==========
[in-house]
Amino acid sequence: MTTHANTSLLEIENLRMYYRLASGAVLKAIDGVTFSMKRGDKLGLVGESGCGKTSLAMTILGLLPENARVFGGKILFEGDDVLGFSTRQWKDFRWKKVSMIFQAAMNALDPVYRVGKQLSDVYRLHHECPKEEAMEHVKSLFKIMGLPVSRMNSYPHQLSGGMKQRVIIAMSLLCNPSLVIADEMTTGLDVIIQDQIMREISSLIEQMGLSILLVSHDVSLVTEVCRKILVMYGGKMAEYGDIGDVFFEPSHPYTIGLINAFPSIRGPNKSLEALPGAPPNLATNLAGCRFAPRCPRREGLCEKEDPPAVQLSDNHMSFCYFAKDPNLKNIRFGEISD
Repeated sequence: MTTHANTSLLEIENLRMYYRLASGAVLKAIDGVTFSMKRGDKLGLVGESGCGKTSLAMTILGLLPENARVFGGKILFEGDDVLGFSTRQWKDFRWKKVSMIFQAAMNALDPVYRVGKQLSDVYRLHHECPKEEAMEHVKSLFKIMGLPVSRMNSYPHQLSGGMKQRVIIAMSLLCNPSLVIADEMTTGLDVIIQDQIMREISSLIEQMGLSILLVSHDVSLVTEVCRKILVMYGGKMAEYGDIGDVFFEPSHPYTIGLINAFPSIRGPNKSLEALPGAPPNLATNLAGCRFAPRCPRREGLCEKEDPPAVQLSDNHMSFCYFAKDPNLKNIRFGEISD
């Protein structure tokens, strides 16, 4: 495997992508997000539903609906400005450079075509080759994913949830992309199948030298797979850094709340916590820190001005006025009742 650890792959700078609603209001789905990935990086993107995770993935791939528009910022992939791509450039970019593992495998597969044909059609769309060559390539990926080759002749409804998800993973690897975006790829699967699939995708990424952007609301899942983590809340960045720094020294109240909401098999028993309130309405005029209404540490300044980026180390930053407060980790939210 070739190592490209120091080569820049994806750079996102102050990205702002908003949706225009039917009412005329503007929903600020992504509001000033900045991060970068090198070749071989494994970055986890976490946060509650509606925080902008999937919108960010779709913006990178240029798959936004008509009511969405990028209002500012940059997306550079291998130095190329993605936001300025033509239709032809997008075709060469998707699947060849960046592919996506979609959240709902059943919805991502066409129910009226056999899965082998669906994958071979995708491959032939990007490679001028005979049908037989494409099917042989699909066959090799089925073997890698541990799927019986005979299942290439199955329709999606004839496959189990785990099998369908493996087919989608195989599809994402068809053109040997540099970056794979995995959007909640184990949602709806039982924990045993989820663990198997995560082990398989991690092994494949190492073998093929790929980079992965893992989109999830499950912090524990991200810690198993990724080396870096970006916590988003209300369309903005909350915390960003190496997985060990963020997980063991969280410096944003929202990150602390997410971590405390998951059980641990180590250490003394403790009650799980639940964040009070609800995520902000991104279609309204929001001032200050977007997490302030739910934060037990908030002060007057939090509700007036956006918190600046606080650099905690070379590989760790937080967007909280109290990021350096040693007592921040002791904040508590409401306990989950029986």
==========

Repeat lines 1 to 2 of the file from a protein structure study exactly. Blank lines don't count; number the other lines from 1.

[in-house]
Amino acid sequence: MTTHANTSLLEIENLRMYYRLASGAVLKAIDGVTFSMKRGDKLGLVGESGCGKTSLAMTILGLLPENARVFGGKILFEGDDVLGFSTRQWKDFRWKKVSMIFQAAMNALDPVYRVGKQLSDVYRLHHECPKEEAMEHVKSLFKIMGLPVSRMNSYPHQLSGGMKQRVIIAMSLLCNPSLVIADEMTTGLDVIIQDQIMREISSLIEQMGLSILLVSHDVSLVTEVCRKILVMYGGKMAEYGDIGDVFFEPSHPYTIGLINAFPSIRGPNKSLEALPGAPPNLATNLAGCRFAPRCPRREGLCEKEDPPAVQLSDNHMSFCYFAKDPNLKNIRFGEISD